§ Try to maintain a balanced posture, stand or sit erectly or squarely. Don't slouch or put on the ground with arms in the lap or on the armrest. Crossing the legs at the knees or ankles is the preferred form rather than with one ankle over the other knee.
§ Silence (listening) is a sign of politeness and of contemplation. During conversations, be especially careful about interrupting.

China

GREETINGS GESTURES
§ The western custom of shaking hands is the customary form of greeting, but often s nod of the head or slight bow is sufficient. Hugging and kissing when greeting are uncommon.
§ Business cards are often exchanged, and yours should be printed in your own language and in Chinese. Also, it is more respectful to present your card (or a gift or any other article) using both hands. § The Chinese are enthusiastic applauders. You may be greeted with group clapping, even by small children. When a person is applauded in this fashion it is the custom for that person to return the applause or a "thank you."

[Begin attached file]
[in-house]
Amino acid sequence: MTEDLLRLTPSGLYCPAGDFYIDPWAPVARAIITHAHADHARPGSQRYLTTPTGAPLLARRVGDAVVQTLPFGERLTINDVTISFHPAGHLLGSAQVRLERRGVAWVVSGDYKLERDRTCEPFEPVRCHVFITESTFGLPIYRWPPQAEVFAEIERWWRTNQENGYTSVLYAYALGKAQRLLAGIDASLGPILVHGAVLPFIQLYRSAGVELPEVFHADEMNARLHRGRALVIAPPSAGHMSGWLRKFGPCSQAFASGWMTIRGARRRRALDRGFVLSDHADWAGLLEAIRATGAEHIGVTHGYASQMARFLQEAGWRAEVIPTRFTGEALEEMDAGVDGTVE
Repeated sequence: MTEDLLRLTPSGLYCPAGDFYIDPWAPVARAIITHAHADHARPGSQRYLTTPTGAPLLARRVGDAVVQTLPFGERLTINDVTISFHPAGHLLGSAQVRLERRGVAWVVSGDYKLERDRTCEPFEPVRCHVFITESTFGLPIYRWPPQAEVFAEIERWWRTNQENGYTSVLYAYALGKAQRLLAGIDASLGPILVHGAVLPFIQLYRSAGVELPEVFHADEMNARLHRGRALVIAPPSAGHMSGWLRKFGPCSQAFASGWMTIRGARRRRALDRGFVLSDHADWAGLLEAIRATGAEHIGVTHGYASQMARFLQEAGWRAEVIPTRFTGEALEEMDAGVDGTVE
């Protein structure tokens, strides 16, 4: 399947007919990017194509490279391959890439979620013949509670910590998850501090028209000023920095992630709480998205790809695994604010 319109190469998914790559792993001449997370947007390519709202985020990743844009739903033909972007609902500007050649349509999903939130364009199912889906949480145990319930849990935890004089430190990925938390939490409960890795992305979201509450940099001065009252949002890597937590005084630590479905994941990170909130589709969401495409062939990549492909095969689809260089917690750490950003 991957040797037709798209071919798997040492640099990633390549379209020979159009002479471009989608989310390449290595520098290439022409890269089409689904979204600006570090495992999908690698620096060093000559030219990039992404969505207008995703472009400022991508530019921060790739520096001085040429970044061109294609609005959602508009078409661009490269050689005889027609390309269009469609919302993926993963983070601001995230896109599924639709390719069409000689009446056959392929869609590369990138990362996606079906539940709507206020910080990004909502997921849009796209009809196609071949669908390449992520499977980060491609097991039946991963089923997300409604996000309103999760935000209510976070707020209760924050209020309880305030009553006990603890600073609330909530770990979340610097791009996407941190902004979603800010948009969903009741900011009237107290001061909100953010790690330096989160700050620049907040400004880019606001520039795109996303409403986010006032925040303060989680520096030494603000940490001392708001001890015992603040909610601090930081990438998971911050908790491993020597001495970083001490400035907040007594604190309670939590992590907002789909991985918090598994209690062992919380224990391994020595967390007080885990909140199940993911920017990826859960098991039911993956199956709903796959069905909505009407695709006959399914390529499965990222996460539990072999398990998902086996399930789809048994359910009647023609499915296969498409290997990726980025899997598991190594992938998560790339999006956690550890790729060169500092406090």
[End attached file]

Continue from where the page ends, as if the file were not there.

§ When walking in public places, direct eye contact and staring is uncommon in the larger cities, especially in those areas accustomed to foreign visitors. However, in smaller communities, visitors may be the subject of much curiosity and therefore you may notice some stares.

TOUCHING GESTURES
§ Generally speaking, the Chinese are not a touch-oriented society (especially true for visitors). So avoid touching or any prolonged form of body contact.
§ Public displays of affection are very rare. On the other hand, you may note people of the same sex walking hand-in-hand, which is simply a gesture of friendship.
§ Don't worry about a bit of pushing and shoving in stores or when groups board public buses or trains. Apologies are neither offered or expected.
§ Personal space is much less in China. The Chinese will stand much closer than Westerners.

BECKONING GESTURES
§ To beckon someone, the palm faces downward and the fingers are moved in a scratching motion. Avoid use the index finger, palm up and toward you, in a back forth curling motion toward your body. That gesture is used only for animals and can be considered rude.
§ The open hand is used for pointing (not just one or two fingers,)
§ Also, avoid using your feet to gesture or to move or touch other objects because the feet are considered lowly and dirty.

OTHER NONVERBAL GESTURES